Wednesday, 6 July 2011

Hypocausts: A Hot Topic!

 We've been talking a lot about Roman plumbing lately. We happen to be lucky enough to live near the remains of a Roman bath, built around 300 A.D., and we thought we'd share some of the loveliness with you.

The Roman underfloor heating works by means of a hypocaust.  The floor is supported by pillars, leaving empty space underneath, which is filled with hot air supplied by a furnace. (Slaves stoke the furnace night and day, for your comfort.) A boiler is also attached to the furnace, providing hot water.
Flues bring hot air inside the walls, meaning the entire structure is heated.  To avoid the problem of condensation on the walls, the Romans developed fiendishly clever wall tiles, called box tiles, designed to leave a space between the inner and outer wall.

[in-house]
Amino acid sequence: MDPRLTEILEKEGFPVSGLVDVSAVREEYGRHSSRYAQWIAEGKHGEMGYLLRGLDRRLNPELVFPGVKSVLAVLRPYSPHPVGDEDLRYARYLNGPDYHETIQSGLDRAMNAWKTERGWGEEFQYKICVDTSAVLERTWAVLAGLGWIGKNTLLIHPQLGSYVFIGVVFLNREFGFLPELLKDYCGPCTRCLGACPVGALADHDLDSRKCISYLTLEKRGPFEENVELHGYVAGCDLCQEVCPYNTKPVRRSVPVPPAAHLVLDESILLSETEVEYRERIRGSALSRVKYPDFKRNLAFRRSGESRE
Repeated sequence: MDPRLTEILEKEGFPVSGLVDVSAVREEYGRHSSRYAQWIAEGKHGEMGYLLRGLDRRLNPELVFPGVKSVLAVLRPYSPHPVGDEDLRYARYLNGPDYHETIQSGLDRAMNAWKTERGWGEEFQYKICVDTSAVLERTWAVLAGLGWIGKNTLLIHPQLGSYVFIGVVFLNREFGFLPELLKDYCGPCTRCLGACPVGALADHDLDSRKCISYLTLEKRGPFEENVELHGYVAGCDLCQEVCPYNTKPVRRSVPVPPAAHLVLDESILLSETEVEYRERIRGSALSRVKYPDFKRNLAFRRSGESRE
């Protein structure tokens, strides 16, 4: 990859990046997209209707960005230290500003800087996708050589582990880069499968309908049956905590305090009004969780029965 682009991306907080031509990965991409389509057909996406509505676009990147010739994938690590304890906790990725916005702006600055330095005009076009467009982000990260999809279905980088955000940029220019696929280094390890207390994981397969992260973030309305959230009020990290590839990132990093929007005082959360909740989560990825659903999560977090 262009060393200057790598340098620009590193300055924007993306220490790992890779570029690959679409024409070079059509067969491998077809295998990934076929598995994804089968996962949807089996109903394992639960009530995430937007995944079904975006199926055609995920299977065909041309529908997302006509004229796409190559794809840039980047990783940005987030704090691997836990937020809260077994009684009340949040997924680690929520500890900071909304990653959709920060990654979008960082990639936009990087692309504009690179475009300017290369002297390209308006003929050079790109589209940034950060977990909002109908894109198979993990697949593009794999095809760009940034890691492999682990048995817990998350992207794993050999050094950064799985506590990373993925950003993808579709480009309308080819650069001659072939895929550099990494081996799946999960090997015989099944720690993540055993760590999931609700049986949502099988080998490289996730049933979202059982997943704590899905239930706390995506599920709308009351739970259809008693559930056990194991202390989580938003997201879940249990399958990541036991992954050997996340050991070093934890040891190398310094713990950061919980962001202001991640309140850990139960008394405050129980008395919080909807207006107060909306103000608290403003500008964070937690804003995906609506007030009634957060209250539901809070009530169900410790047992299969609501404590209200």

For more information see, as ever, Wikipedia.

For your enjoyment, we hereby supply some pictures from the Roman Bath Museum in York:

Part of the frigidarium; the cold bath

The caldarium, or hot bath: you can see one of the wall flues in the bottom left-hand corner

Waterproof concrete, ventilation, and a heating system that works - the Romans knew how to build a bathroom!
For a previous post on the interesting things to be admired at the Roman Bath Museum, click here.

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